Misogyny often involves distinguishing between “good” and “bad” women, by the lights of their conformity to patriarchal norms and values. So, at the highest level of generality, it’s not surprising that women who aspire to be “good” have social incentives to distance themselves from a woman deemed “bad,” as Clinton often was, and to publicly participate when she was ostracized and punished for supposed moral crimes and misdemeanors.
…Researchers had male and female participants rate a newly appointed female vice president, described in a personnel file, on measures of hostility, antisocial traits, and overall likability. Both male and female participants were prone to punish her, socially, by inferring norm violations—for example, manipulativeness, coldness, aggression—unless given specific information about her feminine virtues and good behavior.
…Women are supposed to give everyone around them personal care and attention, or else they risk seeming nasty, mean, unfair, and callous. But, of course, that’s an impossible mandate when you’re running for president. And, in general, the larger and more diverse a woman’s audience or constituency, the more she will tend to be perceived as cold, distant, “out of touch,” negligent, careless, and selfish, in view of these norms of feminine attentiveness. No such listening skills need be demonstrated by her male counterparts, however. Indeed, when it came to Trump, they could hardly have been less so.
…Now consider prejudice against women in certain social positions—those aspiring to masculine-coded power positions, as in politics. Part of what this may involve is moral prejudgment in line with widely disavowed, but not yet defunct, gendered social mores. Someone like Hillary Clinton is frequently cast in the moral role of usurper. And unsurprisingly so (which is of course not to say justifiably); she threatens to take men’s historical place or steal their thunder. If she wins, the game is rigged. She could not have won it fairly. And her behavior and she herself seems to be careless, shady, and crooked (so the thought continues).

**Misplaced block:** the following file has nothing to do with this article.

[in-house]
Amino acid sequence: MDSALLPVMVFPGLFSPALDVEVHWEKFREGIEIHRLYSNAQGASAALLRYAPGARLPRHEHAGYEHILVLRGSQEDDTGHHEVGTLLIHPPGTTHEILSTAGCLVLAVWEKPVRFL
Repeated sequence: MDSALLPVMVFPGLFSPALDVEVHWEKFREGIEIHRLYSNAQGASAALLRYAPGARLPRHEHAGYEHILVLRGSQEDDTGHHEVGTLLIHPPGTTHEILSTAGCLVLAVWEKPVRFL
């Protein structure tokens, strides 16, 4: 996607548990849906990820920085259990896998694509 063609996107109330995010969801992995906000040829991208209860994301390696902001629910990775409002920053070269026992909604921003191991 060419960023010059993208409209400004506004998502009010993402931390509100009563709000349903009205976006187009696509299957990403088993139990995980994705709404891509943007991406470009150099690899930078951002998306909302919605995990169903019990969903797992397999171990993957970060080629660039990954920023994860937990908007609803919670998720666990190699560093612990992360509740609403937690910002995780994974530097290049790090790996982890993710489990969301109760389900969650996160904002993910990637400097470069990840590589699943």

Women in positions of unprecedented political power, or right on its cusp, are also prone to be perceived as rule-breakers generally. They are not to be trusted to stay in line, or respect law and order. These perceptions are understandable, because they’re not baseless so much as defunct: these women are breaking the rules of an unjust patriarchal system that is still in the process of being dismantled. Someone like Clinton was breaking rank; she was out of order relative to nominally passé, but entrenched, social hierarchies wherein only men could aspire to highest political office. And women were expected to defer to and support, not compete with, them. Her defection from this role may hence seem like treason or betrayal—and reacted to in ways both bewildered and bewildering, both threatened and threatening.
In view of this, a woman who has done nothing wrong in moral and social reality (i.e., relative to fair and egalitarian standards) may be subject to moral suspicion and consternation for violating edicts of the patriarchal rulebook. And her behavior may then be cast as dangerous, suspicious, risky, or deceptive, in line with moral verdicts already rendered. The latter judgments drive the former, rather than the reverse. It just seems like she’s up to something; what being a matter for discovery—or invention.
…Consider then FBI director James Comey’s remark that Clinton was “extremely careless” in her handling of her emails, and that she exposed the American people to serious risks from “hostile actors” while traveling overseas. Both the description itself and its subsequent uptake were clearly inflated. The idea that Clinton was so careless as compared to other politicians seems driven by a tacit moral judgment, a prior conviction that she was guilty, rather than an unbiased assessment of the evidence.
…Donald Trump’s vice president, Mike Pence, also voted for the war in Iraq. But according to Trump, Pence was entitled to make such mistakes “every once in a while.” “She’s not?” CBS’s Lesley Stahl asked Trump, of Clinton. “No. She’s not,” was Trump’s full answer. “Got it,” Stahl blinked, and proceeded with the interview.
… more inclined to see women in positions of authority as posers and imposters compared with their male counterparts.
Suppose that this is true: that so-called imposter syndrome is sometimes in the eye of the beholder of female as compared with male professors, in their positions as moral and intellectual authority figures. This hypothesis could help to explain why Bernie Sanders was preferred by many millennials to Hillary Clinton by such a large margin, in no small part due to differential perceptions of their integrity, sincerity, and authenticity, and seemingly in excess of the political and moral differences between the two of them—especially after it was clear that the insinuations about Clinton’s dishonesty and untrustworthiness came to essentially nothing (Abramson 2016).